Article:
Central to my faith journey is being the person God has created me to be. This might sound incredibly selfish. What about serving others, fighting injustice, self-sacrifice and so on?
When Jesus said, “I am the Way, the Truth and the Life. No one comes to the Father except through me.” (John 14:6) I don’t think he was asking us to force anyone to become a Christian. I think he was modelling how to be yourself and by being yourself and not some caricature, you will attract others to following Jesus. As Catherine of Siena once said,
“Be who you were meant to be and you will set the whole world on fire.”
It’s about listening to God and listening to others as well as being heard. Dietrich Bonhoeffer once said, “The first service of love one owes to others is listening to them.” The first word of the greatest commandment in Deut 6:4 is שְׁמוֹעַ “Shema” which means “Listen!” “Hear O Israel, the LORD our God, the LORD God is one.” And following on from that is the command to “Love your neighbour.”
I started my working life teaching RE and taught for 13 years. Although I enjoyed teaching, most of the time, I felt deeply unhappy and restless. One Lent I decided to take up exercise. A friend of mine persuaded me to try karate. I wasn’t sure that I wanted to hit people, but I gave it a go and found that I really enjoyed it! The karate gave me a new lease of life and energy and helped me to reconnect a part of myself that I suppressed. Eventually I found the courage to leave the security of teaching, the year I achieved my first brown belt grade.
I’d also heard an excellent sermon at the start of that academic year by an ex-Anglican priest where he had referred to a talk by JK Rowling to Harvard graduates about the importance of failure and the use of the imagination. I had become too comfortable, even though I was unhappy. I had forgotten how to be bold and daring. It felt like one of several nudges from God. It was time to move on.
Are you looking for a new course to stay connected with young people in your community? Read all about the ‘Stay Alert to the Spirit’ programme put together by Jesus Shaped People…
Despite our technology, wealth and 21st Century ‘know how’ we’ve been humbled by a virus, like an elite Premier League Football Club knocked out of the FA Cup by a team no one has heard of. How did this happen, how can we get rid of it, when will it end, how is it going to affect my future are legitimate questions. At Jesus Shaped People we felt there is another important question: What is God saying to the churches?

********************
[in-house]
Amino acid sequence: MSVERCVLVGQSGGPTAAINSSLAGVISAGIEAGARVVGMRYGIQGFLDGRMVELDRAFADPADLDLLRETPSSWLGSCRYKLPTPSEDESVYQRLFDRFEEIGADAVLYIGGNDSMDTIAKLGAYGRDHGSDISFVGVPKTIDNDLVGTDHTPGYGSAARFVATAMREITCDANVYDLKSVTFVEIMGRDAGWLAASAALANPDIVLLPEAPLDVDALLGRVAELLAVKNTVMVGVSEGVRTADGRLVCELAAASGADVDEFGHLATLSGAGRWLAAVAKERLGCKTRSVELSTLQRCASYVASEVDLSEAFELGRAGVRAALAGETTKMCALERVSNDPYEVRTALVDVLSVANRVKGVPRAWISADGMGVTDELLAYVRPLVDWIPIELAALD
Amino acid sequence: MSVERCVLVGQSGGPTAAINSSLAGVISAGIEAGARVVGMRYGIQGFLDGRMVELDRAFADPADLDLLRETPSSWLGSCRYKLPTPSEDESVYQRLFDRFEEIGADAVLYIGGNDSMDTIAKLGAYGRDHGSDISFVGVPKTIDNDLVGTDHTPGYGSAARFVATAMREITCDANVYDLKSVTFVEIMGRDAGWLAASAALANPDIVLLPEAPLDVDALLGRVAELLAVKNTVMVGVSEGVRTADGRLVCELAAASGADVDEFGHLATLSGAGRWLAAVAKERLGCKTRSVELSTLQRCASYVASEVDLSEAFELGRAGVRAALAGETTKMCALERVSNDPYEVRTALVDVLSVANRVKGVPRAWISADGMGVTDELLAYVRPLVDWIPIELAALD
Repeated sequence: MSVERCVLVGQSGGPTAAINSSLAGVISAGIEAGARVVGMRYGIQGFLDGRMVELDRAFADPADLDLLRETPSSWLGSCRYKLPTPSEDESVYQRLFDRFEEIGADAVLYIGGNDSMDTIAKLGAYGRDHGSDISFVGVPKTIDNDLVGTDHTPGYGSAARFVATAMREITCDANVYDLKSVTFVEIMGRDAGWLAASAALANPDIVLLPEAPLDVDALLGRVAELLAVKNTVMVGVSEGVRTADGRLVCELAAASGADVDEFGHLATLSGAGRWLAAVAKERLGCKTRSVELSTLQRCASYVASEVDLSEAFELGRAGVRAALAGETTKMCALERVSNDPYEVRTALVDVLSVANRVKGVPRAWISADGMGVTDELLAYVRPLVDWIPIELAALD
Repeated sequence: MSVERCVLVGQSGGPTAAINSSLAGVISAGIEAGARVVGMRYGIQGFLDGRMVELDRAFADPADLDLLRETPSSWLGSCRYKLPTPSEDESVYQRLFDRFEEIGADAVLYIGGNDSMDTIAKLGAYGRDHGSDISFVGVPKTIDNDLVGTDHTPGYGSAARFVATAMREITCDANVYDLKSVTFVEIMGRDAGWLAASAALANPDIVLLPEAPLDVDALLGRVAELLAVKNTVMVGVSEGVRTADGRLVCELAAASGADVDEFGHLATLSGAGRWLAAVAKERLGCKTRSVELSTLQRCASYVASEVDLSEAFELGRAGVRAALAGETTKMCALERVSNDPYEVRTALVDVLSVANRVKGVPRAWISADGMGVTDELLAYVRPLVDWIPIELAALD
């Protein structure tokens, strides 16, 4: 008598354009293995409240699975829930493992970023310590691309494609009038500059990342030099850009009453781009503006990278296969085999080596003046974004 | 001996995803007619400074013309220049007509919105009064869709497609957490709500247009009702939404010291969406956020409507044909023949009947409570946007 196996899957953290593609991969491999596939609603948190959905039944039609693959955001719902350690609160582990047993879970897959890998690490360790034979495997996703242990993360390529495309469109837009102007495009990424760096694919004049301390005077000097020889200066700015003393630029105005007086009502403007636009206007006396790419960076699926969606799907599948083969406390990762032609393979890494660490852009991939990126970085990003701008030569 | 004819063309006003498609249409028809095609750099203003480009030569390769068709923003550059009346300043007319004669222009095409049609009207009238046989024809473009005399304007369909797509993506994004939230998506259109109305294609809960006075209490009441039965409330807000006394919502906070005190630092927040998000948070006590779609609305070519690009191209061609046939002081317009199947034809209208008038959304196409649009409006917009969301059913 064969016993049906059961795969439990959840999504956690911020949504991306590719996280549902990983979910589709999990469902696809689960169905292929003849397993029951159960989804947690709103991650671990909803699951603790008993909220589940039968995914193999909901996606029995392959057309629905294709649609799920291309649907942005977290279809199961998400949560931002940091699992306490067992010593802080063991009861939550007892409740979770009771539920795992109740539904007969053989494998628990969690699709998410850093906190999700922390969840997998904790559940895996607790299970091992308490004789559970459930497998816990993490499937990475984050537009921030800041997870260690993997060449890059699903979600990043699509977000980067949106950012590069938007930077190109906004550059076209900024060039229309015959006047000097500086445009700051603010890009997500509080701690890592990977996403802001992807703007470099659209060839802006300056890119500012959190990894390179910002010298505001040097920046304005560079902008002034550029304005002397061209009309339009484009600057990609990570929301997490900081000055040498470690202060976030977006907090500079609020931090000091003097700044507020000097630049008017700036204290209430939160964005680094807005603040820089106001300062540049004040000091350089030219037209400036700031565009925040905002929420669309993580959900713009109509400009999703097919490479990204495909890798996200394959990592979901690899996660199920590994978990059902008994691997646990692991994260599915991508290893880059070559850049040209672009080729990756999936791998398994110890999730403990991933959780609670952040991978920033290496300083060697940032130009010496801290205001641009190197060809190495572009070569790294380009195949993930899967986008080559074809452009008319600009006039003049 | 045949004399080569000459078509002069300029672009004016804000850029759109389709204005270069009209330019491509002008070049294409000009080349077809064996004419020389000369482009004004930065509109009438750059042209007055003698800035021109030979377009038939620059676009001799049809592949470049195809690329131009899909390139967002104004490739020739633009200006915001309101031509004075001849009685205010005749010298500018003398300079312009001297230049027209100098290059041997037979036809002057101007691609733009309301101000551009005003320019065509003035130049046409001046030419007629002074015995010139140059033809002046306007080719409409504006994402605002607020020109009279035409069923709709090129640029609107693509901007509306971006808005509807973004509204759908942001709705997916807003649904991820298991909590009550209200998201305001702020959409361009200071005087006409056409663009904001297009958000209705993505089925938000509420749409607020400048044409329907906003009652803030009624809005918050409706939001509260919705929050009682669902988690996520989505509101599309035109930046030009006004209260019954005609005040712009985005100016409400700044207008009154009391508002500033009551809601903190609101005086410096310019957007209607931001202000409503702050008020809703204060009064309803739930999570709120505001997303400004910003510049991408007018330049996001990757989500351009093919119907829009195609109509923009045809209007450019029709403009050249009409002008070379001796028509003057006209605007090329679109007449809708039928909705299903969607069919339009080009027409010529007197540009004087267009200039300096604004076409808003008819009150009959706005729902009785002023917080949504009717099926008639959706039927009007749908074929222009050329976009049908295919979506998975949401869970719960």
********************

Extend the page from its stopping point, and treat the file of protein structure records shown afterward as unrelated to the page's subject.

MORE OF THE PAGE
This ‘liminal space’ is a teaching moment and waiting time. The spectre of suffering, death, economic meltdown, loss, sudden change, and acute anxiety has at least temporarily arrested our attention and captured collective imagination.
Young people have been especially hit hard by the pandemic. ‘Stay Alert to the Spirit’ (SATS) is a 7 week resource that includes material/ideas for worship, small groups, sermons, teaching and intergenerational worship to be used in buildings or on line and offered free of charge. SATS is not an answer but a tool to help churches gather around this question; ‘What is God saying to the Churches’ and allow voices on the margins to be properly heard and be a part of the future.
We wanted to let you know that Proximity is heading back online for 2021!
Running from 7-8 May, Proximity is our annual Urban Mission Conference and it’s totally FREE. We’ll be joined by inspiring and challenging speakers including Bob Ekblad, Rachel Gardner, Josh Smedley, Andy Hawthorne, Sam Ward and Sarah Small who will help each of us explore God’s call to his church to Mobilise.